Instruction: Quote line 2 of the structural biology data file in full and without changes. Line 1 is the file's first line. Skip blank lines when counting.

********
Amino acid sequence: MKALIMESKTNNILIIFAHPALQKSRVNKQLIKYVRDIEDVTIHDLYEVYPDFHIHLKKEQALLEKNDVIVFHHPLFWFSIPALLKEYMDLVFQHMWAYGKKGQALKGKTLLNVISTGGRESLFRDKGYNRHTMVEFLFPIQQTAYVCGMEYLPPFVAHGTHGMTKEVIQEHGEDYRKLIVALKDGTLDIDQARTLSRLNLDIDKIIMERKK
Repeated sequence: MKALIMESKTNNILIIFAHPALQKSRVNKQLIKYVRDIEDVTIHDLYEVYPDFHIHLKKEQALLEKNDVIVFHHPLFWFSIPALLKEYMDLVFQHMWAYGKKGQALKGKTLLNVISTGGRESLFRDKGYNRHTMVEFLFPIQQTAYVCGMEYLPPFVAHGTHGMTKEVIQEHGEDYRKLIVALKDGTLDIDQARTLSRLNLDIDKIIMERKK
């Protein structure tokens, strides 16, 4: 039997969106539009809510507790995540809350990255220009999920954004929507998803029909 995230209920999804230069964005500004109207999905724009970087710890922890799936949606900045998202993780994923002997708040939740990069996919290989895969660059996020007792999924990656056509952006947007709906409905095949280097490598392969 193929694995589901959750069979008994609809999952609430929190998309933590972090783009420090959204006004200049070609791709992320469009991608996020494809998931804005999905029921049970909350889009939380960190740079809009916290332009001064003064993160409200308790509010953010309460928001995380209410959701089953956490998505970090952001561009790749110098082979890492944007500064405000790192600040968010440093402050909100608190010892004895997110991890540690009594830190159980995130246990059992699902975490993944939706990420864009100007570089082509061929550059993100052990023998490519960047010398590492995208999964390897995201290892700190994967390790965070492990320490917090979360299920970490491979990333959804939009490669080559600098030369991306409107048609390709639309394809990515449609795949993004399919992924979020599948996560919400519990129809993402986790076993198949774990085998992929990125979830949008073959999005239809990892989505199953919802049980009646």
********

Repeated sequence: MKALIMESKTNNILIIFAHPALQKSRVNKQLIKYVRDIEDVTIHDLYEVYPDFHIHLKKEQALLEKNDVIVFHHPLFWFSIPALLKEYMDLVFQHMWAYGKKGQALKGKTLLNVISTGGRESLFRDKGYNRHTMVEFLFPIQQTAYVCGMEYLPPFVAHGTHGMTKEVIQEHGEDYRKLIVALKDGTLDIDQARTLSRLNLDIDKIIMERKK